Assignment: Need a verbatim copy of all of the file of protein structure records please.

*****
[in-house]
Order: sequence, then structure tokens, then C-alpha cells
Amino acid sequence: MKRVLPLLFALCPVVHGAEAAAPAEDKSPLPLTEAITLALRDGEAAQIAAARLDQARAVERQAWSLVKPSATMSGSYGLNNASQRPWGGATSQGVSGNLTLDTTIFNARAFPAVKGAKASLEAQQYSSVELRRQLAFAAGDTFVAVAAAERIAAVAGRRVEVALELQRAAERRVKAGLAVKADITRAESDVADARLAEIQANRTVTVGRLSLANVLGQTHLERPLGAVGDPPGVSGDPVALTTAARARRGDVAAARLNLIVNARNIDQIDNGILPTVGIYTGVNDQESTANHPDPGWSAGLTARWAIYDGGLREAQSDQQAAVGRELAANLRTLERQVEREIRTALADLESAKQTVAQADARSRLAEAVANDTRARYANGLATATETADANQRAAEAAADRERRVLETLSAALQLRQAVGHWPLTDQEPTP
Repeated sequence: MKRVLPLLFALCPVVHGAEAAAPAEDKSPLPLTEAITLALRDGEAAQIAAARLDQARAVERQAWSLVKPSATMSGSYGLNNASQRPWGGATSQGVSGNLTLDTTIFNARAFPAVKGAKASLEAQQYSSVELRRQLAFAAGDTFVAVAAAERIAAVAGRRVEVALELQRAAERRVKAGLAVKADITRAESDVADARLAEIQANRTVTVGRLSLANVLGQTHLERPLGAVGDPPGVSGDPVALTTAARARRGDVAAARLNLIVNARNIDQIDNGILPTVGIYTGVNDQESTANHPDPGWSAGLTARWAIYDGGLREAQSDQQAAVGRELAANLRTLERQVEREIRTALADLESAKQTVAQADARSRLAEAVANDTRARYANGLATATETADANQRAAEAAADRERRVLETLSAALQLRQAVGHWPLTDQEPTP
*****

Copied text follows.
[in-house]
Order: sequence, then structure tokens, then C-alpha cells
Amino acid sequence: MKRVLPLLFALCPVVHGAEAAAPAEDKSPLPLTEAITLALRDGEAAQIAAARLDQARAVERQAWSLVKPSATMSGSYGLNNASQRPWGGATSQGVSGNLTLDTTIFNARAFPAVKGAKASLEAQQYSSVELRRQLAFAAGDTFVAVAAAERIAAVAGRRVEVALELQRAAERRVKAGLAVKADITRAESDVADARLAEIQANRTVTVGRLSLANVLGQTHLERPLGAVGDPPGVSGDPVALTTAARARRGDVAAARLNLIVNARNIDQIDNGILPTVGIYTGVNDQESTANHPDPGWSAGLTARWAIYDGGLREAQSDQQAAVGRELAANLRTLERQVEREIRTALADLESAKQTVAQADARSRLAEAVANDTRARYANGLATATETADANQRAAEAAADRERRVLETLSAALQLRQAVGHWPLTDQEPTP
Repeated sequence: MKRVLPLLFALCPVVHGAEAAAPAEDKSPLPLTEAITLALRDGEAAQIAAARLDQARAVERQAWSLVKPSATMSGSYGLNNASQRPWGGATSQGVSGNLTLDTTIFNARAFPAVKGAKASLEAQQYSSVELRRQLAFAAGDTFVAVAAAERIAAVAGRRVEVALELQRAAERRVKAGLAVKADITRAESDVADARLAEIQANRTVTVGRLSLANVLGQTHLERPLGAVGDPPGVSGDPVALTTAARARRGDVAAARLNLIVNARNIDQIDNGILPTVGIYTGVNDQESTANHPDPGWSAGLTARWAIYDGGLREAQSDQQAAVGRELAANLRTLERQVEREIRTALADLESAKQTVAQADARSRLAEAVANDTRARYANGLATATETADANQRAAEAAADRERRVLETLSAALQLRQAVGHWPLTDQEPTP